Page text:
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Books Books 1 - 10 of 142 on Whence are thy beams, O sun! thy everlasting light! Thou comest forth in thy awful....
" Whence are thy beams, O sun! thy everlasting light! Thou comest forth in thy awful beauty; the stars hide themselves in the sky; the moon, cold and pale, sinks in the western wave; but thou thyself movest alone. Who can be a companion of thy course? The... "
The Lairds of Fife ... - Page 258
1828
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The History of Scotland: From the Union of the Crowns on the ..., Volume 4

Malcolm Laing - Scotland - 1804
...Ossian's sphere of observation, as the earthquakes that " shake green Erin " from side to side." — " The ocean shrinks and grows *' again ; the moon herself is lost in heaven i but thou art for " ever the same ; rejoicing in the strength of thy course. " But to Ossian thou...
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Some of Ossian's Lesser Poems Rendered Into Verse: With a Preliminary ...

James Macpherson, Archibald M'Donald - 1805 - 284 pages
...who can be a companion in thy " course! the oaks of the mountains fall: the mountains theui" selves decay with years; the ocean shrinks and grows again...herself is lost in heaven; but thou art for ever the *' find, that he, like all other translators, has " omitted several particularising circumstances "...
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The poems of Ossian, &c. containing the poetical works of J. Macpherson ...

Ossian - 1805
...alteration of Fingal, iii. ". " The oaks resound on their mountains, and the rocks fall down before him." " The ocean shrinks and grows again; the moon herself is lost in heaven," is from VIRGIL, Georg, ii. 477course. When the world is dark with tempests; when thunder rolls, and...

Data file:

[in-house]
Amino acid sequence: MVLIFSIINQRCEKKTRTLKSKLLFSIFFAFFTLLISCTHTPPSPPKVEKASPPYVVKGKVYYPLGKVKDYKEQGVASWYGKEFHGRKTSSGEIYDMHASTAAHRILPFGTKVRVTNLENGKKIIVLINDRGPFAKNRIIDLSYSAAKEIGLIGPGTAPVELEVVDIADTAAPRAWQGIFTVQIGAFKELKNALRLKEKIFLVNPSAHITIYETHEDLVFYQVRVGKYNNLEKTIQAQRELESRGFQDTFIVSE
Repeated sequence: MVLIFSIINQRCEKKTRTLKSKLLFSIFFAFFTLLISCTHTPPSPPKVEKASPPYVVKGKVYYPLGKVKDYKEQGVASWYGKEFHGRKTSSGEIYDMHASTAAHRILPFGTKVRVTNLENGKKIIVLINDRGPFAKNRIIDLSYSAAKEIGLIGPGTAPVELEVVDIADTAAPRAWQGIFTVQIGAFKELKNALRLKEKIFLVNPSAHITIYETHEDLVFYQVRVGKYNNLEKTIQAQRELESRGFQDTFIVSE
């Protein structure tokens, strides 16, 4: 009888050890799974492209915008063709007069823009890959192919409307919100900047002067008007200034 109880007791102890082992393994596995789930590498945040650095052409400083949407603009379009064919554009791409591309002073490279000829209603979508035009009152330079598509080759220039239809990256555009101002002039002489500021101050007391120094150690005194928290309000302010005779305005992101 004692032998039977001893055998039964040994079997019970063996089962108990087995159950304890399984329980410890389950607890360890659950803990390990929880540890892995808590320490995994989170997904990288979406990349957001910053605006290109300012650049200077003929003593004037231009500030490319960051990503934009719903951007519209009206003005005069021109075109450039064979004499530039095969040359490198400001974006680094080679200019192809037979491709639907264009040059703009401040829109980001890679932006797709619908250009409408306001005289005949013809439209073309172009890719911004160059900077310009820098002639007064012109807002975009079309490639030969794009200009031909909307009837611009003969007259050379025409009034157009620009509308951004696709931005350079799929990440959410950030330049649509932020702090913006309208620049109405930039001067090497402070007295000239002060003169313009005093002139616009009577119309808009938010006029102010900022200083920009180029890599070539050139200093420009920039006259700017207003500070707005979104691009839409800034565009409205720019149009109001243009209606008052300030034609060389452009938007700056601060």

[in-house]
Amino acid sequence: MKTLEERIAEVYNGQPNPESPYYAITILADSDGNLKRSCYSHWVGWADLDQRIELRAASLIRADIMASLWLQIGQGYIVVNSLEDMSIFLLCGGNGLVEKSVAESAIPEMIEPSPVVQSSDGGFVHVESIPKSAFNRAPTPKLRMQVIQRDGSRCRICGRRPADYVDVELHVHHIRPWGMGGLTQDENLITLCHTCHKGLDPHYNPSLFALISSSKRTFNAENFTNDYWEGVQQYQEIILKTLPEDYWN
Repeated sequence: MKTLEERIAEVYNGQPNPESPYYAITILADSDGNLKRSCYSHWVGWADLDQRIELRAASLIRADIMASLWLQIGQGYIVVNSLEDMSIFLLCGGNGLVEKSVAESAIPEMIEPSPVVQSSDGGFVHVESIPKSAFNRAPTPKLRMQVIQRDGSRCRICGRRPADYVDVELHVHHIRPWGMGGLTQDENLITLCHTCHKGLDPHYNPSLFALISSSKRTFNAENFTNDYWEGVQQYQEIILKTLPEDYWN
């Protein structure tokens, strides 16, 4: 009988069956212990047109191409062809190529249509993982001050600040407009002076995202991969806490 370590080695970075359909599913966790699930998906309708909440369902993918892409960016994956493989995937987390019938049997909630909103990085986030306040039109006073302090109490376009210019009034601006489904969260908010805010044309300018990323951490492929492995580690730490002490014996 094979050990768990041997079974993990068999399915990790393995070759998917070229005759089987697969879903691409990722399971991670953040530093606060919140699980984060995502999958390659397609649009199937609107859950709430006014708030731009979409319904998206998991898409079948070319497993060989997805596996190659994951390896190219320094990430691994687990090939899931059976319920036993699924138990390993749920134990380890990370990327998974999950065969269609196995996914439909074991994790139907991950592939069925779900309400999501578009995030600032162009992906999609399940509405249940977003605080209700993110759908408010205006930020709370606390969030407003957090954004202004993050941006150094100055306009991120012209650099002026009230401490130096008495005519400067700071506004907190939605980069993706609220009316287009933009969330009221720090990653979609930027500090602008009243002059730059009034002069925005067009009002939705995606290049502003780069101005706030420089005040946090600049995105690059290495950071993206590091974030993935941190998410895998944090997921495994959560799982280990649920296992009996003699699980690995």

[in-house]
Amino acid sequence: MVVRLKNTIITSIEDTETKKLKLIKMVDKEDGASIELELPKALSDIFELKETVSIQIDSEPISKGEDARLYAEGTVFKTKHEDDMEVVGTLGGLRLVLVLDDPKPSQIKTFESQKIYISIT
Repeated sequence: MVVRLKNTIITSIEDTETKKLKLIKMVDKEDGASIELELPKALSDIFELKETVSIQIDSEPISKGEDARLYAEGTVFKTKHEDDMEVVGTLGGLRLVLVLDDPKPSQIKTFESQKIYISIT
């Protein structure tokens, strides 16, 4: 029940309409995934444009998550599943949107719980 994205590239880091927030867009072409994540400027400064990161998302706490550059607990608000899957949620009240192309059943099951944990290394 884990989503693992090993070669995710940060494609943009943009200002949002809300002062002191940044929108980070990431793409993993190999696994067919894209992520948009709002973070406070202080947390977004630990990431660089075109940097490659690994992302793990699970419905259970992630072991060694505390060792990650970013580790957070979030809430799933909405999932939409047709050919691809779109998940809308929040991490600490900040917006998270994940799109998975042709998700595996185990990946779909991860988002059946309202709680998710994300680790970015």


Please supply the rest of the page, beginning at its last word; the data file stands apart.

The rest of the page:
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The Poems of Ossian, Volume 1

Bards and bardism - 1810
...Whence are thy beams, O sun! A POEM. 56l thy everlasting light? Thou comest forth in thy awful beauty; the stars hide themselves in the sky; the moon, cold...and grows again; the moon herself is lost in heaven; bat thou art for ever the same, rejoicing in the brightness of thy course. When the world is dark with...
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St. Michael's mount in Cornwall, a poem

Thomas Hogg - 1811
...hide themselves in the sky ; the moon, cold and pale, sinks in the western teave ;— the oaktqfthe mountains fall : the mountains themselves decay with...shrinks and grows again: the moon herself is lost in the heavens : bt thou art for ever the same.-—f^hen the world is dark with tempests; when thunder...
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The Port Folio

Philadelphia (Pa.) - 1813
...alone- Who can be a companion of thy course? The oaks of the mountains fall; the mountains themselv> s decay with years. The ocean shrinks and grows again...— the Moon herself is lost in heaven; but thou art forever the same, rejoicing in the brightness of thy course. When the world is diu-k with tempest:...
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The Columbian Reader: Comprising a New and Various Selection of Elegant ...

Rodolphus Dickinson - Readers - 1815 - 204 pages
...movest alone : who can be a companion of thy course ! The oaks of the mountains fall : the mountsins themselves decay with years ; the ocean shrinks and...grows again; the moon herself is lost in heaven ; but thou,art forever the same ; rejoicing in the brighjt•less of thy course. When the world is dark with...
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The American Orator, Or, Elegant Extracts in Prose and Poetry: Comprehending ...

Increase Cooke - American literature - 1819 - 408 pages
...themselves in the sky; the moon, cold and pale, sinks in the western wave. But thou thyself movest above; who can be a companion of thy course ? The oaks of...shrinks and grows again; the moon herself is lost in the heavens J but thou art forever the same, rejoicing in the brightness df thy course.— When the...
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The Practice of Elocution, Or A Course of Exercises for Acquiring the ...

Benjamin Humphrey Smart - Elocution - 1826 - 213 pages
...the western wave: — 'but thou thyself movest alone. Who can be a companion of thy course ? — 2 The oaks of the mountains fall ; the mountains themselves...and grows again ; the moon herself is lost in heaven : — 3 but thou art for ever the same, rejoicing in the brightness of thy course. — 4 When the world...
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The Legend of the Rocks: And Other Poems

James Nack - Deaf authors - 1827 - 204 pages
...Rejoicest in thy course alone : The mountain oaks to time shall bow ; The mountain's selves be overthrown ; The ocean shrinks and grows again ; The moon herself is lost in heaven ; But thou the same shalt ever reign, In car of burning glory driven ! When tempests dark the world deform, When...
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